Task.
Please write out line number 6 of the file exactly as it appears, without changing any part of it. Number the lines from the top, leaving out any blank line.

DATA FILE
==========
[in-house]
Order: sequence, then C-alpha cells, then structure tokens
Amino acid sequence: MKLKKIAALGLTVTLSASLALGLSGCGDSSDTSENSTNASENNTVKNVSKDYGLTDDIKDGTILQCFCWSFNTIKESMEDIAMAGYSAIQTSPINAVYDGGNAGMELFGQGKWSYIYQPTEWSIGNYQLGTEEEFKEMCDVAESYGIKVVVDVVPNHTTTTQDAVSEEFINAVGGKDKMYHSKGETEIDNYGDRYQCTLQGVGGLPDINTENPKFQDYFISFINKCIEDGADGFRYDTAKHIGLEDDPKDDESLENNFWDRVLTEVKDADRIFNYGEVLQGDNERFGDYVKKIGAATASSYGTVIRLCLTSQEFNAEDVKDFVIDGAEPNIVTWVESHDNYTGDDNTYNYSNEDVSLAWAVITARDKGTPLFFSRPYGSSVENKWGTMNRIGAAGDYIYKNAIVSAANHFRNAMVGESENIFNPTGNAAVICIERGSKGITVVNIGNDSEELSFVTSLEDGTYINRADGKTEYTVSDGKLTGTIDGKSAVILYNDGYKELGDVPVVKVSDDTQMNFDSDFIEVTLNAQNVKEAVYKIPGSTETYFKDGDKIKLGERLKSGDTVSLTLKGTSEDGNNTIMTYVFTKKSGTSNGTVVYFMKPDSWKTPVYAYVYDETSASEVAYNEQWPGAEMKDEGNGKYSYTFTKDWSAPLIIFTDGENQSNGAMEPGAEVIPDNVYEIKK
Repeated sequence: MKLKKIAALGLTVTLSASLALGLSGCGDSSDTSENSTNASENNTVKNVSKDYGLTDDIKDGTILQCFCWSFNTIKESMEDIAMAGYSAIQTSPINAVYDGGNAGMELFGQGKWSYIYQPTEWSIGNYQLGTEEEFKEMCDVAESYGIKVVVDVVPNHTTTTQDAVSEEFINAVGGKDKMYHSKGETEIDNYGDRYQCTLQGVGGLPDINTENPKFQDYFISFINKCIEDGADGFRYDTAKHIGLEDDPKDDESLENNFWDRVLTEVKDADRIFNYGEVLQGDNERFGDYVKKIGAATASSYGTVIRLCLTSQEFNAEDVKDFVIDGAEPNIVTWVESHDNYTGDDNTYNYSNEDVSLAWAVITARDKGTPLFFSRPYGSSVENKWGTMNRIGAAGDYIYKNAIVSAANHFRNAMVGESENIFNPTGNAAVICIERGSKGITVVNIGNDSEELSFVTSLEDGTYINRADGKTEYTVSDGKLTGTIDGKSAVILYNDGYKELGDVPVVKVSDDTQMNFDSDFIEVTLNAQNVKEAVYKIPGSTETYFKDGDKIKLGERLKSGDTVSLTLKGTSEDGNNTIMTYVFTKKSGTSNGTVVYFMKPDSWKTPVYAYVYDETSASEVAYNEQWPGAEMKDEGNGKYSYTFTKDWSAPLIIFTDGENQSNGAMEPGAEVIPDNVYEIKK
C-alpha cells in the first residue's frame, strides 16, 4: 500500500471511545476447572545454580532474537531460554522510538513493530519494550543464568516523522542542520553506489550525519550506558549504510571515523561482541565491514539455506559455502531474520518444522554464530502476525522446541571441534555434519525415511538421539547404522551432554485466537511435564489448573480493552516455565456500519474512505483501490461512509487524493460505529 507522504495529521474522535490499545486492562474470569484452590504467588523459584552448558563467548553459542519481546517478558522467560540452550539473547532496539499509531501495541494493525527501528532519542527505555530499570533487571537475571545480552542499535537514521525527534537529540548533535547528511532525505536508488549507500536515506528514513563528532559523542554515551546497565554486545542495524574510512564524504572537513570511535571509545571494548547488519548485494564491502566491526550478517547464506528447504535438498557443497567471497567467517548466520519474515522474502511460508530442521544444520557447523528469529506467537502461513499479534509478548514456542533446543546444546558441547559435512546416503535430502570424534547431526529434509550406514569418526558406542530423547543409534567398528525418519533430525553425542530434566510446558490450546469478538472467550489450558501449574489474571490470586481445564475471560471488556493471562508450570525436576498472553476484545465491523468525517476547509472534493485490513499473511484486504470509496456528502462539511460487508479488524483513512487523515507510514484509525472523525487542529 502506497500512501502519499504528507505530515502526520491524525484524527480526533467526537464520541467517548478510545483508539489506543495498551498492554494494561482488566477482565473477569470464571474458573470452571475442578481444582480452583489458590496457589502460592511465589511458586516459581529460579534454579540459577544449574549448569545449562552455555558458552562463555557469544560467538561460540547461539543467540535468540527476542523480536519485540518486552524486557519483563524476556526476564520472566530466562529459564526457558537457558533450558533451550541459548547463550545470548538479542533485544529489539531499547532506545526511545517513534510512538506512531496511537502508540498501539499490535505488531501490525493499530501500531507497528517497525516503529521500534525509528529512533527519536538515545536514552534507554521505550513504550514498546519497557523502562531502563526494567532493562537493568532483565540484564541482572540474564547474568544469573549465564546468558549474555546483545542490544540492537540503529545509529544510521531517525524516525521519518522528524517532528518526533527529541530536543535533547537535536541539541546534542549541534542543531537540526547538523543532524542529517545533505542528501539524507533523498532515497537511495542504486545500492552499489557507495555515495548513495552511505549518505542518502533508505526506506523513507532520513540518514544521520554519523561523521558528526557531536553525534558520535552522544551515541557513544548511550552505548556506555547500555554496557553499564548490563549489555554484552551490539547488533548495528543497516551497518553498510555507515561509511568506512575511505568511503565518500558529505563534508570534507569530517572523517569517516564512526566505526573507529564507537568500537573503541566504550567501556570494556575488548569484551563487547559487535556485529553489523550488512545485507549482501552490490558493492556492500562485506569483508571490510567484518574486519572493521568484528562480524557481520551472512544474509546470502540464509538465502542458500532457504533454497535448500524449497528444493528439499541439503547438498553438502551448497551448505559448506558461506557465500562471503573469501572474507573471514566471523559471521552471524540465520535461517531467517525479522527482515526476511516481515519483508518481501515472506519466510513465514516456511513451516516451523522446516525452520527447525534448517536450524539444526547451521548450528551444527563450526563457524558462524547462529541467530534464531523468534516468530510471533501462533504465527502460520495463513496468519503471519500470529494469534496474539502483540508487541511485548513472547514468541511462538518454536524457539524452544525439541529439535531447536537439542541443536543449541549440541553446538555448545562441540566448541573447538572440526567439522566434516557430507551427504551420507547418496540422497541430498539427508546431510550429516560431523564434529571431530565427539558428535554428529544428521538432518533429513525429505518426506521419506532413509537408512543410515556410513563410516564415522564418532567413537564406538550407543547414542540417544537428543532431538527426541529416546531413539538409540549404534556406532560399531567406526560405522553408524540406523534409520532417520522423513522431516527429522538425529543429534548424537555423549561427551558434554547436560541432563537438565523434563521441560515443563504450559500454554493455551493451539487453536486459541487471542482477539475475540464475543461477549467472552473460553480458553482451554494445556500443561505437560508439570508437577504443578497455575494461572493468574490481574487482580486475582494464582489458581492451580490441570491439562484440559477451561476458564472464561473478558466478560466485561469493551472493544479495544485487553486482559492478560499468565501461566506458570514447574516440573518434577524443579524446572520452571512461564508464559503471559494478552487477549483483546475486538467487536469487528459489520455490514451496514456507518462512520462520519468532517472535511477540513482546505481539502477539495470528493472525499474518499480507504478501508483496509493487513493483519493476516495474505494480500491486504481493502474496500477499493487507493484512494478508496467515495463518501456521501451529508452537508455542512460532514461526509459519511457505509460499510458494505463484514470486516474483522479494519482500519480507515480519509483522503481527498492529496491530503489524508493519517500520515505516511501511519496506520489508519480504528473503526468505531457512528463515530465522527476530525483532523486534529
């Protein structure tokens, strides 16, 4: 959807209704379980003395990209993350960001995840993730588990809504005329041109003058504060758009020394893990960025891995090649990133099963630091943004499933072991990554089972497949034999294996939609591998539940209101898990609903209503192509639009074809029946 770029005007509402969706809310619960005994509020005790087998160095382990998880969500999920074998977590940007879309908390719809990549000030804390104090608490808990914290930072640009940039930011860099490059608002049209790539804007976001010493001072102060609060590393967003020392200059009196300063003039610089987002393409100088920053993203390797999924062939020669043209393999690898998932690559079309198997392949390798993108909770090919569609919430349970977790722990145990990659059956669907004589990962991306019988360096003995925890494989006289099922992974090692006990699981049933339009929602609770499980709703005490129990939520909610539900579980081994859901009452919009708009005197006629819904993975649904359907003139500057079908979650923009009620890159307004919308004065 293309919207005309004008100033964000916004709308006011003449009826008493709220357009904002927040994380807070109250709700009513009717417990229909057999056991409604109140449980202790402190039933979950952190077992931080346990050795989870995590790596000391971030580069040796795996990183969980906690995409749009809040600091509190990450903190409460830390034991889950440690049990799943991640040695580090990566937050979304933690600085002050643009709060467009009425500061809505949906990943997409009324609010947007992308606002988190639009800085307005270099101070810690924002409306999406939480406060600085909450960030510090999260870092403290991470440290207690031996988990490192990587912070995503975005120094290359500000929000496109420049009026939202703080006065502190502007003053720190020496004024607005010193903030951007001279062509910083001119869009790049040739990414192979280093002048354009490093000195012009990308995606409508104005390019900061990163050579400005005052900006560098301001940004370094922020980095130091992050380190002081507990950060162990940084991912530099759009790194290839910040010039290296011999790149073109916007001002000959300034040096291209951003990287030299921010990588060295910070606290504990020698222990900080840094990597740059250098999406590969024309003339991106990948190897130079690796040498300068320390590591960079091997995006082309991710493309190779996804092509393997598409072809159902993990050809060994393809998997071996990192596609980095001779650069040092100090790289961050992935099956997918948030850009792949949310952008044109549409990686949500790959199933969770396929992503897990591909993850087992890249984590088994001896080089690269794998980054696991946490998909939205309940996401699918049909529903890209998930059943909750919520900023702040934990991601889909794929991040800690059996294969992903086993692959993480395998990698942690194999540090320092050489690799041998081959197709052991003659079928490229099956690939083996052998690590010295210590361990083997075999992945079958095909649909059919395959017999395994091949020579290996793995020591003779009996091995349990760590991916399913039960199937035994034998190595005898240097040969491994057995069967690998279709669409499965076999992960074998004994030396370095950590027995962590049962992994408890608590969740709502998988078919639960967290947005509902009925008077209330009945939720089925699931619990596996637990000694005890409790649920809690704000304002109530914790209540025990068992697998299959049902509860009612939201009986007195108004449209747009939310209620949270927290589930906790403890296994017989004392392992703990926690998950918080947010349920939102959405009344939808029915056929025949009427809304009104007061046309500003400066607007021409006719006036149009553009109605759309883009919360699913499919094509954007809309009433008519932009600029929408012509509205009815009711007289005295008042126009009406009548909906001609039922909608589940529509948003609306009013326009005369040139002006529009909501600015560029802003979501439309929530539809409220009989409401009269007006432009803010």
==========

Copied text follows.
């Protein structure tokens, strides 16, 4: 959807209704379980003395990209993350960001995840993730588990809504005329041109003058504060758009020394893990960025891995090649990133099963630091943004499933072991990554089972497949034999294996939609591998539940209101898990609903209503192509639009074809029946 770029005007509402969706809310619960005994509020005790087998160095382990998880969500999920074998977590940007879309908390719809990549000030804390104090608490808990914290930072640009940039930011860099490059608002049209790539804007976001010493001072102060609060590393967003020392200059009196300063003039610089987002393409100088920053993203390797999924062939020669043209393999690898998932690559079309198997392949390798993108909770090919569609919430349970977790722990145990990659059956669907004589990962991306019988360096003995925890494989006289099922992974090692006990699981049933339009929602609770499980709703005490129990939520909610539900579980081994859901009452919009708009005197006629819904993975649904359907003139500057079908979650923009009620890159307004919308004065 293309919207005309004008100033964000916004709308006011003449009826008493709220357009904002927040994380807070109250709700009513009717417990229909057999056991409604109140449980202790402190039933979950952190077992931080346990050795989870995590790596000391971030580069040796795996990183969980906690995409749009809040600091509190990450903190409460830390034991889950440690049990799943991640040695580090990566937050979304933690600085002050643009709060467009009425500061809505949906990943997409009324609010947007992308606002988190639009800085307005270099101070810690924002409306999406939480406060600085909450960030510090999260870092403290991470440290207690031996988990490192990587912070995503975005120094290359500000929000496109420049009026939202703080006065502190502007003053720190020496004024607005010193903030951007001279062509910083001119869009790049040739990414192979280093002048354009490093000195012009990308995606409508104005390019900061990163050579400005005052900006560098301001940004370094922020980095130091992050380190002081507990950060162990940084991912530099759009790194290839910040010039290296011999790149073109916007001002000959300034040096291209951003990287030299921010990588060295910070606290504990020698222990900080840094990597740059250098999406590969024309003339991106990948190897130079690796040498300068320390590591960079091997995006082309991710493309190779996804092509393997598409072809159902993990050809060994393809998997071996990192596609980095001779650069040092100090790289961050992935099956997918948030850009792949949310952008044109549409990686949500790959199933969770396929992503897990591909993850087992890249984590088994001896080089690269794998980054696991946490998909939205309940996401699918049909529903890209998930059943909750919520900023702040934990991601889909794929991040800690059996294969992903086993692959993480395998990698942690194999540090320092050489690799041998081959197709052991003659079928490229099956690939083996052998690590010295210590361990083997075999992945079958095909649909059919395959017999395994091949020579290996793995020591003779009996091995349990760590991916399913039960199937035994034998190595005898240097040969491994057995069967690998279709669409499965076999992960074998004994030396370095950590027995962590049962992994408890608590969740709502998988078919639960967290947005509902009925008077209330009945939720089925699931619990596996637990000694005890409790649920809690704000304002109530914790209540025990068992697998299959049902509860009612939201009986007195108004449209747009939310209620949270927290589930906790403890296994017989004392392992703990926690998950918080947010349920939102959405009344939808029915056929025949009427809304009104007061046309500003400066607007021409006719006036149009553009109605759309883009919360699913499919094509954007809309009433008519932009600029929408012509509205009815009711007289005295008042126009009406009548909906001609039922909608589940529509948003609306009013326009005369040139002006529009909501600015560029802003979501439309929530539809409220009989409401009269007006432009803010």